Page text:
Baby girl with a FOOTBALL-sized head has 12 PINTS of fluid drained

Baby girl with a FOOTBALL-sized head has 12 PINTS of fluid drained in a life-saving operation

  • Amna Noor suffers from hydrocephalus, which left her immobile  
  • The youngster’s 40-inch head also left her unable to eat or sleep properly
  • Family and friends donated to her £1,900 surgery but it was performed for free
  • It is unclear how large Amna’s head will be; she requires surgery to remove skin 
  • Hydrocephalus affects around one in every 1,000 babies born in the UK and US 
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Doctors have drained 12 pints (6.8 litres) of fluid from a seven-month-old girl’s skull after her head grew bigger than a football.

Amna Noor, from Abbottabad, Pakistan, suffers from the rare condition hydrocephalus, which left her immobile, unable to eat or sleep properly and with a head that measured 40 inches (101cm) across.

Earlier this month MailOnline, reported how Amna’s parents were appealing to friends and family to donate towards their daughter’s £1,900 surgery. 

Although they raised the bulk of the money, the procedure went ahead last week after surgeons performed the operation for free.   

Despite the surgery being successful, it is unclear how large Amna’s head will be, with her requiring further surgery to remove a flap of skin.

Her mother Nisa Malik, 36, said: ‘I’m continuously praying to God for her recovery and hope she will have a normal life like other children.’ 

Hydrocephalus affects around one in every 1,000 babies born in the UK and US to some extent. 

Doctors have drained 12 pints (five litres) of fluid from seven-month-old Amna Noor’s head after it grew bigger than a football due to hydrocephalus (pictured after the surgery)

Amna’s head left her immobile and unable to eat or sleep properly (pictured before)

Brain scans of Amna’s head before the procedure reveal it was 40 inches in diameter 

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Hydrocephalus is a build-up of fluid in the brain, which can damage tissue.

Aside from an abnormally-sized head, other symptoms can include headache, nausea, vomiting, confusion and vision problems.

Hydrocephalus’ cause is usually unknown but may be due to issues with cavities in the brain or an underlying health problem that affects blood flow, such as heart disease.

It can also be acquired by damage to the brain due to a head injury, stroke or tumour.

Treatment is shunt surgery, which involves implanting a thin tube into the brain to drain away excess fluid to another part of the body where it can be absorbed into the bloodstream. 

If untreated, hydrocephalus can be fatal due to increased pressure compressing the brainstem, which is responsible for regulating heart rates and breathing.

A patient’s prognosis after surgery depends on their age and general health. 

Source: Brain and Spine Foundation 

‘Amna’s head was nearly 40 inches’ 

Dr Nazir Bhatti, from Ayub Medical College, Abbottabad, who performed Amna’s surgery, said: ‘Amna’s head was nearly 40 inches in size when she was admitted in the hospital.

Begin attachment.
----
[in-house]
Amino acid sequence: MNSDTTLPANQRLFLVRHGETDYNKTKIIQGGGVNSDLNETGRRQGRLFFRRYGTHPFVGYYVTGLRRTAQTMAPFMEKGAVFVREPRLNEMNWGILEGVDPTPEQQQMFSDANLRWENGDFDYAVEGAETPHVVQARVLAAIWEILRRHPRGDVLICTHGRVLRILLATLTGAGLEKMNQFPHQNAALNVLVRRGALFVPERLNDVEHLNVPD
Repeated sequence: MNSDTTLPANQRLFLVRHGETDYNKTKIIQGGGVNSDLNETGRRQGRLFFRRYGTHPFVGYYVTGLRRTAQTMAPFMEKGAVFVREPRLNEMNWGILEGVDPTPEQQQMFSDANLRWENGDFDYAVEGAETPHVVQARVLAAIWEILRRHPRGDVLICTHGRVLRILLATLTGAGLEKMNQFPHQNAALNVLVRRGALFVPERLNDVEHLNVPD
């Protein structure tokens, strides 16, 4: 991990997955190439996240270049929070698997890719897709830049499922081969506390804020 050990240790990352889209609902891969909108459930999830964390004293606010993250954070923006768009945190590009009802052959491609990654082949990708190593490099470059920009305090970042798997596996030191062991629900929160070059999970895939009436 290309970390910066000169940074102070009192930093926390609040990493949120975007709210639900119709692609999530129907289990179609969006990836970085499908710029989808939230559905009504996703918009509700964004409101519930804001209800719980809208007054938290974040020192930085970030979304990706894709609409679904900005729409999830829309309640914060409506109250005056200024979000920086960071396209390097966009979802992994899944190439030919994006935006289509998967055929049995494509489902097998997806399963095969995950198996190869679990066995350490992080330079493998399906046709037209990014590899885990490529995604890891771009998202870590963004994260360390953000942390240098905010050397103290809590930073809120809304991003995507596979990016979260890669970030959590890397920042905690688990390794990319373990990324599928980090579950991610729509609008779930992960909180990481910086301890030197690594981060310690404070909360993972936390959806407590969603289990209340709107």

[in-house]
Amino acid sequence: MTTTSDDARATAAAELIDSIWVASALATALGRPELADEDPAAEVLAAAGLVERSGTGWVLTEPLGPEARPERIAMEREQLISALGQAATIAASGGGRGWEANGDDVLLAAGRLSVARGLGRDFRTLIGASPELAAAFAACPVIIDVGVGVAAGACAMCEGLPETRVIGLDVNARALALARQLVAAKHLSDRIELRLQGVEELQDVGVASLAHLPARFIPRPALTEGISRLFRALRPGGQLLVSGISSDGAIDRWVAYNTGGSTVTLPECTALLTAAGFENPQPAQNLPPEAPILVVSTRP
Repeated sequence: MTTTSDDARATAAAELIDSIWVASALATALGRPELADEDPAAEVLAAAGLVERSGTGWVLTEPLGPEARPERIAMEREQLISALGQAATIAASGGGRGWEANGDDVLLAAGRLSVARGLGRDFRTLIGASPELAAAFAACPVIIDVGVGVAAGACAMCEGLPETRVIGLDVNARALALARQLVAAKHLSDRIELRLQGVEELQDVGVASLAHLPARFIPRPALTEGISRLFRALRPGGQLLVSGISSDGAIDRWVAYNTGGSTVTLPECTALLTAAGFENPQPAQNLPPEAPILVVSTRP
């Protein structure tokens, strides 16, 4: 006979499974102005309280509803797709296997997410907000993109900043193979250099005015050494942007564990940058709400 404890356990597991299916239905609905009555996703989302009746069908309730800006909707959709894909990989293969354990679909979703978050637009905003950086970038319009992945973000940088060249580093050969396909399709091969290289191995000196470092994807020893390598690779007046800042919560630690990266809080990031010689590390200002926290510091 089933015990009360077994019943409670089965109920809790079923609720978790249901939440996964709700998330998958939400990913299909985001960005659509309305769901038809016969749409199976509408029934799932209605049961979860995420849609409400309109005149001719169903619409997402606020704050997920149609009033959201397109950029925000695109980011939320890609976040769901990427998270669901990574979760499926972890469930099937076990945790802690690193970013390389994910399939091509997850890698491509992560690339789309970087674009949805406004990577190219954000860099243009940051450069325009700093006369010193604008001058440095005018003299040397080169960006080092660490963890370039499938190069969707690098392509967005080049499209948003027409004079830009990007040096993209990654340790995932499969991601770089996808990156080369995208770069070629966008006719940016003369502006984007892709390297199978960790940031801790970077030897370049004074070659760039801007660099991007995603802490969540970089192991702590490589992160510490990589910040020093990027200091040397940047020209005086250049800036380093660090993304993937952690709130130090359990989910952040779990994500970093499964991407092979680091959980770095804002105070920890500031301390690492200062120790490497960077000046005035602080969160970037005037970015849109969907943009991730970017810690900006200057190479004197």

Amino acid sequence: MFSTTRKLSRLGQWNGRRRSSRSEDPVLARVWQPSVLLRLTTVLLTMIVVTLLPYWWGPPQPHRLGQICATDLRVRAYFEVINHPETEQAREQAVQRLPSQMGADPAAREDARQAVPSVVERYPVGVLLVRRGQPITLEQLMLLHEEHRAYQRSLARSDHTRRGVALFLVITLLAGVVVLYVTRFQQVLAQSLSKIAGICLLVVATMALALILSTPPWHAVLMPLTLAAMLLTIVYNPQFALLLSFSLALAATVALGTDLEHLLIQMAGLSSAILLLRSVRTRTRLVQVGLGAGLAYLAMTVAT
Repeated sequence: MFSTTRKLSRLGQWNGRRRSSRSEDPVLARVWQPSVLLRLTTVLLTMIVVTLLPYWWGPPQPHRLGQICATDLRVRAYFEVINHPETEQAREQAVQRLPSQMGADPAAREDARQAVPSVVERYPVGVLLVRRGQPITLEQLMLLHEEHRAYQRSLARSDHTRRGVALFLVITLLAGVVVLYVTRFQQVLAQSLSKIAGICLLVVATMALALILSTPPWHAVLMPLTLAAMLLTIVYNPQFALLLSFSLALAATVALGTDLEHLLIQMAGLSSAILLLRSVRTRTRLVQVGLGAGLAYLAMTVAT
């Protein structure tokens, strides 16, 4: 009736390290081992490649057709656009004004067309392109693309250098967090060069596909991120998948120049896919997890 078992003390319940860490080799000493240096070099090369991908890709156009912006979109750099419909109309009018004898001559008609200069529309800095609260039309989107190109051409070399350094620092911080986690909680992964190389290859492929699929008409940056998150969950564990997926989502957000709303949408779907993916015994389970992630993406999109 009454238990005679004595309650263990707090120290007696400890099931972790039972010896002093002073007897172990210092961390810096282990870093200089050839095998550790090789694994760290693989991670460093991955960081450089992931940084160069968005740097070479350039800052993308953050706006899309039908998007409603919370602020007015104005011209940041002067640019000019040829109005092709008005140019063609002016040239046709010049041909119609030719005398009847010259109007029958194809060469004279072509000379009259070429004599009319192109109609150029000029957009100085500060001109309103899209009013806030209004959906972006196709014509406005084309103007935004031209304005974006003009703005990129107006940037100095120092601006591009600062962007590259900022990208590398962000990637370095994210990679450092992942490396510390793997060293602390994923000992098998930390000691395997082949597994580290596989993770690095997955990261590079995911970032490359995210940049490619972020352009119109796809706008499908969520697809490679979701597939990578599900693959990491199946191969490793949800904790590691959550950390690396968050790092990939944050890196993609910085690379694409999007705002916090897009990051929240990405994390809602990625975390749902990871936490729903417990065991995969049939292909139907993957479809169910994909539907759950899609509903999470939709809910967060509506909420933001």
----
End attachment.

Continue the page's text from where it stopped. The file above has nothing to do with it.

‘However, after we drained five litres of fluid from her skull, her head size has been reduced to a large extent.

‘The drainage of fluid has left a pile of skin to be treated.

‘Currently, we can’t tell exactly how much the head size has been reduced by but I’m sure it would be nearly half. 

‘If she responded well, a second surgery will be performed after very soon.’

‘Our daughter will be fine’ 

Speaking of how he raised money for his daughter’s treatment, Amna’s father, Malik Amaan, 38, who earns just £80 a month working for a transport company, said: ‘With the help of family and friends, we had collected almost £1,600 for Amna’s treatment.

‘However, Dr Bhatti didn’t charge us any fee for performing the surgery. We had to only pay for the medicines, tests and equipments required for the surgery which cost us £900.’

Amna’s parents hope their daughter can enjoy a normal life after her successful surgery.

Nisa, who has another child 10 years older than Amna, said: ‘Doctors have given us hope that our daughter will be fine.  

‘We will never forget those who contributed for our daughter’s treatment and stood with us and supported us during this tough time.’   

Amna appeared to be a healthy baby when she was born, however, after her first birthday, the youngster’s head started to grow at a rapid rate.

Her parents took her to Ayub Medical College, where doctors diagnosed her with hydrocephalus.    

The operation was successful but it is unclear how large Amna’s head will be (pictured after)

She has also been left with a flap of skin that requires further surgery (pictured after)

Doctors are optimistic Amna’s head will have halved in size (pictured after)

Her father Malik Amaan (pictured) relied on donations from friends and family after learning Amna’s surgery would cost £1,900, however, the surgeons performed the operation for free

Amna’s parents hope she will make a full recovery and live a normal life (pictured after)

Amna (pictured before) was born healthy, yet her head started to grow when she was one

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